Foreign aid groups in Afghanistan navigate Taliban rule

The United Nations has warned that 18 million people are staring down the barrel of humanitarian disaster, and another 18 million could quickly join them. PHOTO: EPA-EFE

KABUL (AFP) - As a humanitarian catastrophe looms, relief organisations are scrambling to maintain their operations in war-ravaged Afghanistan, holding high-stakes talks with the Taliban in a bid to salvage their critical lifeline of aid.

Even before the Taliban's lightning offensive that ousted the Western-backed government on Aug 15, Afghanistan was already heavily aid-dependent - with 40 per cent of the country's gross domestic product drawn from foreign funding.

The United Nations has warned that 18 million people are staring down the barrel of humanitarian disaster, and another 18 million could quickly join them.

Battered by decades of war, the country was also grappling with a prolonged drought. Then in 2020, the coronavirus pandemic added a fresh layer of strain to a barely functioning health system.

The Taliban onslaught sparked a new exodus, both within and beyond the country's borders. According to the UN refugee agency, more than half a million Afghans have become internally displaced this year.

And with Western sanctions against the Taliban threatening to stem the flow of funding, getting desperately needed help into the country could become harder than ever.

Role of women

The Taliban is pledging a softer brand of rule than during its first stint in power from 1996 to 2001, but it remains unclear whether aid organisations will be able to operate freely and safely.

Several relief organisations have confirmed that they were in talks with the Taliban to continue their operations, or have already received security guarantees for their existing programmes.

"In all instances, we have been asked to continue our work," Norwegian Refugee Council official Michelle Delaney said.

Given the Taliban's grim record on women's and girls' rights, aid workers and UN officials have both sought assurances that they will be able to carry on with programmes focused on women, and retain female staff.

But it remains unclear how the Taliban's pledges of a more moderate rule will translate into reality.

Earlier this year, more than a dozen humanitarian workers said the group had demanded an end to projects helping women to be more independent, and barred female staff from entering territory it controlled.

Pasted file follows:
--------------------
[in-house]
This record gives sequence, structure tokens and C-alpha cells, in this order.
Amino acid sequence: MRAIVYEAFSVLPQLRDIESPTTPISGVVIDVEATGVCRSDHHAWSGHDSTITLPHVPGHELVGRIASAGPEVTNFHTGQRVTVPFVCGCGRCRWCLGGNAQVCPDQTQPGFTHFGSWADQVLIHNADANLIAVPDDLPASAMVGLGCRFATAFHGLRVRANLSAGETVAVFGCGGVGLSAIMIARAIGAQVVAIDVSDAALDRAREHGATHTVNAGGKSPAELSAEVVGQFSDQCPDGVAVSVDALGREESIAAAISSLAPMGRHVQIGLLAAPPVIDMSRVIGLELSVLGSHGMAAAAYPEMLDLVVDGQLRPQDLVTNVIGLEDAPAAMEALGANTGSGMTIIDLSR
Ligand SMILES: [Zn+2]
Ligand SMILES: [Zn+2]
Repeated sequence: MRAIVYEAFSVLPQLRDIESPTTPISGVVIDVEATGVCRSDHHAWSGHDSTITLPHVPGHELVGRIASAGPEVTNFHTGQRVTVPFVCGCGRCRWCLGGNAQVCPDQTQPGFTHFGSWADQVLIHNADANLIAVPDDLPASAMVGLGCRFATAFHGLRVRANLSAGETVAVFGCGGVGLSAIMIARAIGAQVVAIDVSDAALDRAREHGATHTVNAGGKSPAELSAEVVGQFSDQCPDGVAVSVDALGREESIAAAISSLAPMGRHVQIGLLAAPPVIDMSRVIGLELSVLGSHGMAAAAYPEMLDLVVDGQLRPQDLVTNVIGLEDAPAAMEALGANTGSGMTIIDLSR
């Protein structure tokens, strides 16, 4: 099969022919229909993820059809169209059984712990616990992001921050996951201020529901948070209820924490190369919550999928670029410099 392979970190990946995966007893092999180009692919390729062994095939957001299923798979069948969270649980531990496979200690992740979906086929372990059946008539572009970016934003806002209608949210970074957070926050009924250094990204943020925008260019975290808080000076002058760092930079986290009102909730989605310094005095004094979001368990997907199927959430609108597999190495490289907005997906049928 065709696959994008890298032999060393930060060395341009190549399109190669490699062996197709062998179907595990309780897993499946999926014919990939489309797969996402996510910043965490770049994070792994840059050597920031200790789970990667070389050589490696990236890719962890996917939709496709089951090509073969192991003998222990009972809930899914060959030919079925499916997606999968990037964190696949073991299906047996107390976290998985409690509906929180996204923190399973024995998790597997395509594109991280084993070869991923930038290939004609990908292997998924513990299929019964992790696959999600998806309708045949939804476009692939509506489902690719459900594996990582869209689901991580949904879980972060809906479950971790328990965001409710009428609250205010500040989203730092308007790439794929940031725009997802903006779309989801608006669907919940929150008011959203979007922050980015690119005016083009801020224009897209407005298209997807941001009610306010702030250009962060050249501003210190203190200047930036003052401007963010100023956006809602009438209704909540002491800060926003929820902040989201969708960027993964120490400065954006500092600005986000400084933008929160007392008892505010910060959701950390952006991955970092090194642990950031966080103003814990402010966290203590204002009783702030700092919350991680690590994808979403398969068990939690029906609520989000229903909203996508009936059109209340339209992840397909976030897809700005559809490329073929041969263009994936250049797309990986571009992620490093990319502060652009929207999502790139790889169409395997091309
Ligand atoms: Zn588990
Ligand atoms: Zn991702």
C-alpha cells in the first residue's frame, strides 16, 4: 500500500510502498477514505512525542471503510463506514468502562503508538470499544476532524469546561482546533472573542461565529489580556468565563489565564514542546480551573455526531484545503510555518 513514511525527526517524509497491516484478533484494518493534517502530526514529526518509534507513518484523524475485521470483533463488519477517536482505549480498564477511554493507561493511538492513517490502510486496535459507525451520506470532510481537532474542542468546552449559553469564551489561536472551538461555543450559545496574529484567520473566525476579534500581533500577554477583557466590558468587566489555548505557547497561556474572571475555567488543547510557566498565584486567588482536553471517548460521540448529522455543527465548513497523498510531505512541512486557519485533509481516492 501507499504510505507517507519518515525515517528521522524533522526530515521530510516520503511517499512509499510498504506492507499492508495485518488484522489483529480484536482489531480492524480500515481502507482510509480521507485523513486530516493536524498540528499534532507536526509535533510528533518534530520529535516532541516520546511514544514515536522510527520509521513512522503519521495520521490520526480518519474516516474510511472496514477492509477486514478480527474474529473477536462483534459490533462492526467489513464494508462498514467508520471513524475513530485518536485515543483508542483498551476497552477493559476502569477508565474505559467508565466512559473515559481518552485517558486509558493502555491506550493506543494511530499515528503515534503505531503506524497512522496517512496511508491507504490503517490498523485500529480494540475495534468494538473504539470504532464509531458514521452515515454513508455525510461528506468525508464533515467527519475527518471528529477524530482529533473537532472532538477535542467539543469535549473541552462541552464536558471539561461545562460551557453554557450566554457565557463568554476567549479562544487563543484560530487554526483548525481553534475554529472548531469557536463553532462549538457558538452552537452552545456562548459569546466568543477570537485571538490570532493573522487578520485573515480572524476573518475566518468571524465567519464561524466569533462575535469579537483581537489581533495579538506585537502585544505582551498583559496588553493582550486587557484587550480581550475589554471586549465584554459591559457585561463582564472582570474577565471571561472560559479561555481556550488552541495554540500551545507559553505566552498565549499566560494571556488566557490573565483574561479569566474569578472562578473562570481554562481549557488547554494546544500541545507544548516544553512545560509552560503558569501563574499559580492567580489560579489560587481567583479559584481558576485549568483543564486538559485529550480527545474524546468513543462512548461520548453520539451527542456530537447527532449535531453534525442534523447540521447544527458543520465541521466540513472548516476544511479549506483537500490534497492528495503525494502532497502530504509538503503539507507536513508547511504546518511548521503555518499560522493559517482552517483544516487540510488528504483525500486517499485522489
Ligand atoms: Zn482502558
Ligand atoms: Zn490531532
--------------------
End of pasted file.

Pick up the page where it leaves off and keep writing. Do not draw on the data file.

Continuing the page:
"Everyone is wondering what is going to happen," said Ms Marianne O'Grady, the deputy country director for Care Afghanistan, which focuses on women's and girls' rights.

For now, her organisation's work around the country has continued unimpeded.

"We've been asked to continue our programming, of every type and at every level," she told AFP.

Dangerous mandate

Afghanistan has long been one of the world's riskiest places for aid workers.

A US air strike in 2015 killed 42 people, including 14 medical workers, in a bombing that also levelled a Doctors Without Borders (MSF) trauma clinic in northern Kunduz - the single deadliest attack on relief workers in the 20-year war.

Ten others were killed in June by the Islamic State in Iraq and Syria extremist group while clearing landmines north of Kabul for The Halo Trust, a British charity.

But the International Committee of the Red Cross (ICRC), along with other organisations accustomed to working in parts of Afghanistan long under Taliban rule, say they have no plans to draw down their presence.

"The changes in Afghanistan have not changed our relationship with (the Taliban), and the current situation doesn't change the way we seek to operate," ICRC spokesman Florian Seriex said.

However, among the 122,000 people airlifted out in a mammoth United States-led evacuation that ended on Monday were foreign aid workers - and with Kabul airport closed for now, flying staff in to replace them remains impossible.

"Organising flights is unsurprisingly quite difficult at the moment," MSF country representative Filipe Ribeiro said.

Looming emergencies

Compounding Afghanistan's troubles, a shortage of medical supplies also looms large, Mr Ribeiro warned, potentially hampering efforts to contain the coronavirus pandemic.

Barely 1 per cent of Afghanistan's population were fully vaccinated against the virus last month.

Several aid groups said the cash crunch sparked by Washington's freezing of central bank assets - which has prompted long lines outside banks in recent days - had halted salary payments to staff.

Restoring foreign aid flows remains dependent on the Taliban regime getting recognised, and several relief workers expressed concern that Western sanctions against the new regime could stem the flow of aid money.

"What we're all facing is the question of what the future is for humanitarian aid coming into this country," Care Afghanistan's Ms O'Grady said.

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